Estradiol 2 mg (7 ug over 24 hrs)
Estradiol 25 ug per tablet

Conjugated Estrogen Drugs

Premarin® Vaginal (cream)
Premarin® (oral)

Conjugated estrogens 0.625 mg/g
*Conjugated estrogens 0.3 mg, 0.45 mg, 0.625 mg, 0.9 mg, 1.25 mg, 2.5 mg.
*0.3 mg, 0.45 mg, 0.625 mg, 0.9 mg
0.3 mg, 0.625 mg, 1.25 mg, 2.5 mg

These drugs consist of 75-85% sodium estrone sulfate and 6-15% sodium equilin sulfate in such proportion that combined these total not less than 90% of the total esterified estrogens content. (Source: Facts and Comparisons, 2004 ed.)

* The manufacturers of Cenestin® (Barr Labs) and Premarin® (Wyeth) would not confirm the percentages of any of the estrogen components in their formulas, stating that this is “proprietary information.” Note that Premarin® is a natural, animal-based product derived from pregnant mare’s urine, unlike other commonly prescribed products such as Estrace® (soy based) and Cenestin® (yam based)

Oral Estrone Drugs



Estrone 0.75 mg and 1.5 mg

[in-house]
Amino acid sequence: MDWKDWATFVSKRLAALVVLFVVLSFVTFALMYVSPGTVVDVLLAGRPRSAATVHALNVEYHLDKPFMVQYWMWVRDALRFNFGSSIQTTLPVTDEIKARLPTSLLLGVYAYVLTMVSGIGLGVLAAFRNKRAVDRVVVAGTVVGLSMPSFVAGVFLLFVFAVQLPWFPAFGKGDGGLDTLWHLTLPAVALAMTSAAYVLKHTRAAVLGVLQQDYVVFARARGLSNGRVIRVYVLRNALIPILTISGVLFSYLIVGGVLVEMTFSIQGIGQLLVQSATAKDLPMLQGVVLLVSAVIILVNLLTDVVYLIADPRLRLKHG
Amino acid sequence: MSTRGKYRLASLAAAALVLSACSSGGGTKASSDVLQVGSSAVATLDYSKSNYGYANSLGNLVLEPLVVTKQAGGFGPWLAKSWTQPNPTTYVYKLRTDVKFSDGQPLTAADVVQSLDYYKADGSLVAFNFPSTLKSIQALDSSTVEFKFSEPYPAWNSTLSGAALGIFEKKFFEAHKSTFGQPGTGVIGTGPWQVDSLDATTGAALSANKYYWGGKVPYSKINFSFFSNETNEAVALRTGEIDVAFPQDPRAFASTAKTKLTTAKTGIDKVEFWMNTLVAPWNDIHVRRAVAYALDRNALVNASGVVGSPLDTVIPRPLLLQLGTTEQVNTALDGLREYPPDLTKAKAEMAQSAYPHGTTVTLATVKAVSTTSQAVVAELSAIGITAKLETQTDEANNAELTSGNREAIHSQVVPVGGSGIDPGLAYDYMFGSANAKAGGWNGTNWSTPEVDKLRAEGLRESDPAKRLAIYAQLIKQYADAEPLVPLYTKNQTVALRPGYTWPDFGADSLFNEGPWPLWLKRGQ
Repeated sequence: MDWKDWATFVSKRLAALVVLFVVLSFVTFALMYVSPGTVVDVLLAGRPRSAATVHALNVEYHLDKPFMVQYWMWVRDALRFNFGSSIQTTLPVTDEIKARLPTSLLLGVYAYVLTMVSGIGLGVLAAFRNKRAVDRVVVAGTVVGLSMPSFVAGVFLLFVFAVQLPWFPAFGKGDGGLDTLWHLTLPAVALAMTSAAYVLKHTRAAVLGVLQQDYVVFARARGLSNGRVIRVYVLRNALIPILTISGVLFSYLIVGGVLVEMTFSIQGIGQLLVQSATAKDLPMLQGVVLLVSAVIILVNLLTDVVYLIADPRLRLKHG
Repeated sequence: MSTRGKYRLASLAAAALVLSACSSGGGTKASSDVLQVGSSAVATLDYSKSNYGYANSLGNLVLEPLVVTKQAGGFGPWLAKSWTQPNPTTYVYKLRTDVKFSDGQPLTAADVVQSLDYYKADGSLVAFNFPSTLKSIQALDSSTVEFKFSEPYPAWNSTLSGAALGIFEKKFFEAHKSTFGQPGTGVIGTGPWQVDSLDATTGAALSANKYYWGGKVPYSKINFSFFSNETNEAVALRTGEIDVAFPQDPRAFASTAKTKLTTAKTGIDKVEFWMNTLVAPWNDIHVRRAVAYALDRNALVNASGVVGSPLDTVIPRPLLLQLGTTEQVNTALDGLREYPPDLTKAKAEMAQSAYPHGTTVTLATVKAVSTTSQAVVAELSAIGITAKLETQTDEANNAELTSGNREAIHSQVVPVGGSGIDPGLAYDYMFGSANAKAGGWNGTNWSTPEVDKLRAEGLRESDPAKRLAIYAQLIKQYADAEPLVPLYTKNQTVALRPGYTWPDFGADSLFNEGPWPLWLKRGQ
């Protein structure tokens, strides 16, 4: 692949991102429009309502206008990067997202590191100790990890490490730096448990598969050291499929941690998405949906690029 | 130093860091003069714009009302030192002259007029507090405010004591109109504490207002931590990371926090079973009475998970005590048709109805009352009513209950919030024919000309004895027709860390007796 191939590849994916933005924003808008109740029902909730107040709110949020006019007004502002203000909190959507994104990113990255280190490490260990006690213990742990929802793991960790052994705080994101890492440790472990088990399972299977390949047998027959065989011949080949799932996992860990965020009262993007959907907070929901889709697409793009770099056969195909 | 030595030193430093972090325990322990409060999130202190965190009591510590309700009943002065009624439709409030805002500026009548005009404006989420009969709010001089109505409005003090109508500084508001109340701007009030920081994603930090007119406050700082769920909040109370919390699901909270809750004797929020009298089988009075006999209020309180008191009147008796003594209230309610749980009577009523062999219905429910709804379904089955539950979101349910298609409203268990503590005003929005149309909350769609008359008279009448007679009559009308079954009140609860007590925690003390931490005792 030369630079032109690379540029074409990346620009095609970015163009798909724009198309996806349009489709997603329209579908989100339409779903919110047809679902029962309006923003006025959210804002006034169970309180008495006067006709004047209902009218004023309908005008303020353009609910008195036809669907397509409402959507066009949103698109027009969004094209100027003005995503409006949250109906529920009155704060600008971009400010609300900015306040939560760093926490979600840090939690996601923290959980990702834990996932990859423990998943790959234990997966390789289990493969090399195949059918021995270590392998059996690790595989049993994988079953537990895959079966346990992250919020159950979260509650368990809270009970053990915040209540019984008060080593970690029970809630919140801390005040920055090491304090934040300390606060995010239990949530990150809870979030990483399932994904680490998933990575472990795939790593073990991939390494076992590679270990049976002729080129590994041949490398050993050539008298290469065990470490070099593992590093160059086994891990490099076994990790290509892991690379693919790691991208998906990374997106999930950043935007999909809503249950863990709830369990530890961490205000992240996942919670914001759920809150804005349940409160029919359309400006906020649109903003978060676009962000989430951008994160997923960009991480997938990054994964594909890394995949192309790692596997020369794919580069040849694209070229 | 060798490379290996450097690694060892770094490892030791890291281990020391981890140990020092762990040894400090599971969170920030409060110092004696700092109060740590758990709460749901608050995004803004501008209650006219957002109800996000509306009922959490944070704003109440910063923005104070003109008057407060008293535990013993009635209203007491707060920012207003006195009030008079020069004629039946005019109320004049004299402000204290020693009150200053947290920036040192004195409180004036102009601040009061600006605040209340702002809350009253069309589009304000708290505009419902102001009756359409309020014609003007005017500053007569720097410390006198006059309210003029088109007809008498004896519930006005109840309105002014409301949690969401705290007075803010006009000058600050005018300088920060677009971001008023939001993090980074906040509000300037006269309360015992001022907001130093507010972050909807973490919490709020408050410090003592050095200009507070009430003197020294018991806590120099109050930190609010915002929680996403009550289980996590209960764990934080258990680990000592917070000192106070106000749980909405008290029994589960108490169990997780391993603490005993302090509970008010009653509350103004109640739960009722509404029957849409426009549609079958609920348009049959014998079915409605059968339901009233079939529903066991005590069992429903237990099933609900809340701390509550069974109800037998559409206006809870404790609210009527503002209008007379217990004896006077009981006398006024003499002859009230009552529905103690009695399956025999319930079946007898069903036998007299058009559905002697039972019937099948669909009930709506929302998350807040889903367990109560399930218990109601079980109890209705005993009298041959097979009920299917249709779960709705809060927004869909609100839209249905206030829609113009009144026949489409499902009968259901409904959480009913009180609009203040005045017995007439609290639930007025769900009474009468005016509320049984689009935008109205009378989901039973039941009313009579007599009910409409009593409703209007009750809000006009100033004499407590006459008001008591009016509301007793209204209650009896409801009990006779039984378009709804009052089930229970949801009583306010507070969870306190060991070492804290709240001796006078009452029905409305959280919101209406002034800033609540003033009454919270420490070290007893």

Estrone 0.625 mg, 1.25 mg, 2.5 mg

Oral Estriol Drugs

Estriol (generic only)

Estriol 4 mg, 8 mg

Commonly Prescribed Estrogen-Progestogen (Progestin) Drugs


Activella™, FemHrt® 1/5, Prefest®, Premphase®, Prempro™
Climara Pro™ and Combipatch®

Note: Progestogens and progestins are progesterone-like substances but are not structurally or biologically identical to progesterone. These include medroxyprogesterone acetate, norethindrone acetate, and levonorgestrel.

Progesterone-Only Medications Non-bioidentical to humans

Avgestin®, Aygestin®

Medroxyprogesterone acetate 2.5 mg, 5 mg
Norethindrone acetate 5 mg

Bioidentical Progesterone